“The Calvin has landed,” said Hinman. Then, less than a second later, “Engines off.”
“We copy you down, Calvin,” Wroblewski’s voice crackled over the comm. Despite the burst of digital static, Hinman could hear relief and exuberance in his voice.
Twenty minutes later, when the checks were done and the airlocks were flushed, Daryl Burnet became the first human being to set foot on the surface of Enceladus. “Now,” she said solemnly, “the human race is this much larger, because the frontier of human experience is this much wider. We come in peace for all mankind.”
Hinman didn’t laugh, or even crack a smile. Something must have gotten in her eye, dammit, even with the helmet on, because damned if there wasn’t a tear rolling down her cheek.
# # #
By the time Hinman joined Burnet and Dural on the surface, they already had the drill set up. She danced across the ice toward them. Every step was a leap. She felt like a gazelle, like a goddess. She was only a few meters away when she saw Dural look up from the drill. A slow smile was creeping across his face.
“Hobbes,” said Dural, “we have liquid water.” Then, just a few seconds later, “We’re sending a probe down.”
# # #
In the Hobbes, Dudenhoeffer and Wroblewski huddled close to the display monitors on their control panels, hardly daring even to blink. They watched the countdown on their heads up displays. It had been more than three hours since the team had confirmed liquid water.
“The probe should be through,” Dudenhoeffer said. Jesus, why was he whispering? And why were his palms so damn sweaty?
And why in the name of heaven, hell, and everything in between wasn’t the ground team transmitting results?
Wroblewski hit the mike button on his comm control. “Are you reading methane or formaldehyde?”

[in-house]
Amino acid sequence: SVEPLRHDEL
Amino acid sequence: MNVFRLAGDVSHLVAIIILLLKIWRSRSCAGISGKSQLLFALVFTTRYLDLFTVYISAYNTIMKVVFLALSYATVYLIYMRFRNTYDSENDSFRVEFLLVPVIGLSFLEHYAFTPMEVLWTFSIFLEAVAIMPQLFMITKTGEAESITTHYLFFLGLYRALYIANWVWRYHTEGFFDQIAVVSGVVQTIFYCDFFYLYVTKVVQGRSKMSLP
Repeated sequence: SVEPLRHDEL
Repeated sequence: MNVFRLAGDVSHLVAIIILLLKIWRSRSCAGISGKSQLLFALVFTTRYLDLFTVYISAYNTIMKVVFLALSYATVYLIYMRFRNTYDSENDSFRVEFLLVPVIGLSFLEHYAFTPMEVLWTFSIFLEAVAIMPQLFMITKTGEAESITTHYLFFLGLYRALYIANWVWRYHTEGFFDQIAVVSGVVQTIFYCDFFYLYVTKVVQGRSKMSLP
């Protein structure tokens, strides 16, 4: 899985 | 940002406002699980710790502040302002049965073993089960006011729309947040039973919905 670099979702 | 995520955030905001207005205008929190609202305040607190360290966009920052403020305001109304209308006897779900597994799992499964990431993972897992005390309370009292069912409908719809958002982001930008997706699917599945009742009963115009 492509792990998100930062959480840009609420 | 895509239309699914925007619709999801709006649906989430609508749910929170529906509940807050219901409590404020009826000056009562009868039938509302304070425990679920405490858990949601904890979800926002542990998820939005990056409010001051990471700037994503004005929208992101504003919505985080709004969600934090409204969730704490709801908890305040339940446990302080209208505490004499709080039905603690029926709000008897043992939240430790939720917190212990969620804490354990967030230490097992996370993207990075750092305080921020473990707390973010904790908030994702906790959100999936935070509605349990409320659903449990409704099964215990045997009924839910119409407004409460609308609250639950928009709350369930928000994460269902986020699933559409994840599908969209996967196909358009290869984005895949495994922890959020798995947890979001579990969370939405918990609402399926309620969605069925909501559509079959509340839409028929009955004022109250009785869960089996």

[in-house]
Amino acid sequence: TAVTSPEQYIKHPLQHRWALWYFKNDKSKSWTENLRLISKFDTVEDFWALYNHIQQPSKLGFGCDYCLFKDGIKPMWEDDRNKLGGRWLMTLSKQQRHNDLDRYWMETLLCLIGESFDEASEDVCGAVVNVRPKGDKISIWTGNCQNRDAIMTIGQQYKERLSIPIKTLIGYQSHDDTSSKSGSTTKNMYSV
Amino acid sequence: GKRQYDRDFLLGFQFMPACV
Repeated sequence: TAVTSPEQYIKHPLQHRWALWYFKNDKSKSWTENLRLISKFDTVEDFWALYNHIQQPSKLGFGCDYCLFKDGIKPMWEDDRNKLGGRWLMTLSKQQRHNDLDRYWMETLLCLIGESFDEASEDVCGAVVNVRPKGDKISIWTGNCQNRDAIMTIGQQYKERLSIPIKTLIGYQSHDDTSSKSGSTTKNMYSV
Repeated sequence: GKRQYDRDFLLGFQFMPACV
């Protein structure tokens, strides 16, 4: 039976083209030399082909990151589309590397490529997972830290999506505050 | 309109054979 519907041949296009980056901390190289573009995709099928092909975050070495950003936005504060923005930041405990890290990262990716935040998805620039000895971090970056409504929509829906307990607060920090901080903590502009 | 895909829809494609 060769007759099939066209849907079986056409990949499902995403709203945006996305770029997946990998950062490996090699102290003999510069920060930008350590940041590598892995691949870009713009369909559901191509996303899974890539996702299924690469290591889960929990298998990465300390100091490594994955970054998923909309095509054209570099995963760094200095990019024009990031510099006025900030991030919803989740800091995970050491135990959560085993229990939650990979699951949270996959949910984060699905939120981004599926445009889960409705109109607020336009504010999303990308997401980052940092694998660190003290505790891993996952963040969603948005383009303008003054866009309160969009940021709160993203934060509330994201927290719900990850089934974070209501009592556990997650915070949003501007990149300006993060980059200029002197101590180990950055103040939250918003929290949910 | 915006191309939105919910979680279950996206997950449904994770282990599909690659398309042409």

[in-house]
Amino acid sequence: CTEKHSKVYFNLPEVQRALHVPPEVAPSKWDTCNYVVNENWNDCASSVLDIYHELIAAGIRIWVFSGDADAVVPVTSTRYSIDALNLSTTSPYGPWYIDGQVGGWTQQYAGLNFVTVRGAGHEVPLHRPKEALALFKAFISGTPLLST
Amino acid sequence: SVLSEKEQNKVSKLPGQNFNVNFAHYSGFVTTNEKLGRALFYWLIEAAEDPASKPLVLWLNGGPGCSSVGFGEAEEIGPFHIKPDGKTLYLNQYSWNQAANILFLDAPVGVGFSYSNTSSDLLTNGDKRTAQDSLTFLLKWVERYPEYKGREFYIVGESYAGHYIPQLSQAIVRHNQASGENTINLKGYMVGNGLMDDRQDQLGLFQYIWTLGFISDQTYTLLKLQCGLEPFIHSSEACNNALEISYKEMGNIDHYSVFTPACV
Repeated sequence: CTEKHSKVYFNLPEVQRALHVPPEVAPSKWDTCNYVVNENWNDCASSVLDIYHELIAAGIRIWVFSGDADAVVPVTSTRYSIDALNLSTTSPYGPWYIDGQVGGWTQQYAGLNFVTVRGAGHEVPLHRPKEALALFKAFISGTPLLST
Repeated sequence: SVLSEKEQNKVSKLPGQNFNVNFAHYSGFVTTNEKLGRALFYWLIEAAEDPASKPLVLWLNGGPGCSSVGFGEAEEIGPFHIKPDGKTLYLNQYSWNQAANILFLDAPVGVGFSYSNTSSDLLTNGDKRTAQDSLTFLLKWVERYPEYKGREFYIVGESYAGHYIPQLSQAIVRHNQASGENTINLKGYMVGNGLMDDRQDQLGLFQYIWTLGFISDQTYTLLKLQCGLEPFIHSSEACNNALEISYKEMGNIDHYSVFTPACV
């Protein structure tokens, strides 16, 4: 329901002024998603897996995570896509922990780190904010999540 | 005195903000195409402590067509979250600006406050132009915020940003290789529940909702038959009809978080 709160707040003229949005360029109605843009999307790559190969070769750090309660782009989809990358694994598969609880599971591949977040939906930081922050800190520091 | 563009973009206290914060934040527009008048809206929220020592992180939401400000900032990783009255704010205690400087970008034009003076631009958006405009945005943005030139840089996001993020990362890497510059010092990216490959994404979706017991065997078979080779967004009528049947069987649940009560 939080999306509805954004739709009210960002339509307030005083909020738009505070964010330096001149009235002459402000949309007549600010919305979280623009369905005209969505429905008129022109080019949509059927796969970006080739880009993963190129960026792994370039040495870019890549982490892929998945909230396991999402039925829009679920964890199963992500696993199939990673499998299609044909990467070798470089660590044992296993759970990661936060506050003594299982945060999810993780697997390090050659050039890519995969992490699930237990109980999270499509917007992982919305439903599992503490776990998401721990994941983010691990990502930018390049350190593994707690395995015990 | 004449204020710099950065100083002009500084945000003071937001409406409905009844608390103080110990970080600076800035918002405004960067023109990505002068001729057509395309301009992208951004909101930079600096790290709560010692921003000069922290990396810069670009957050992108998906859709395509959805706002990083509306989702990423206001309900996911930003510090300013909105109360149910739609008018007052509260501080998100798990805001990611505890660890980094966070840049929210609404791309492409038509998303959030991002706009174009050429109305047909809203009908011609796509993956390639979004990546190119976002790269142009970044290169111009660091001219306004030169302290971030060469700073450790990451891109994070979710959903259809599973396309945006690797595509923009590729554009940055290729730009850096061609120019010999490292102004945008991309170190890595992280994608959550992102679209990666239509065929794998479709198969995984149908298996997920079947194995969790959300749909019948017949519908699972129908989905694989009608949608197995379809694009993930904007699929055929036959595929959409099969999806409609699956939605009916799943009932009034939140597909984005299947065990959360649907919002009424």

Wroblewski hit the control again. “I repeat. Are you reading methane or formaldehyde?”
“Calvin, are you reading any biochemical signatures?”
Still nothing. Dudenhoeffer looked over his shoulder. Wroblewski smiled and shrugged, but his eyes were darting: excited, nervous.
Wroblewski hit the comm again. “Calvin, this is the Hobbes. Please respond. Did you find anything that might be a sign of life?”
Dudenhoeffer counted ten heartbeats, then ten more, then twenty. Nothing. Then, finally, a burst of digital static followed by Mike Dural’s voice crackling over the comm. “Uh, no, Hobbes. Something … uh, something … else.”
Dudenhoeffer whirled in his seat, aware that his mouth was falling open. Wroblewski’s eyes were wider then softballs.
“Calvin, please clarify,” said Wroblewski.
“Hobbes,” said Dural, “we’re sending you a visual. Okay? Tell me … tell me if you see what we’re seeing.”
In the tight confines of the flight deck, Wroblewski and Dudenhoeffer, Mission Commander and Flight Engineer alike, watched their screens. When the image resolved at last, Dudenhoeffer felt his jaw drop wider. He tried to speak, but there were no words.
After a time, somewhere between seconds and eternity, Wroblewski was the first to find his voice.
“Oh … oh my God!”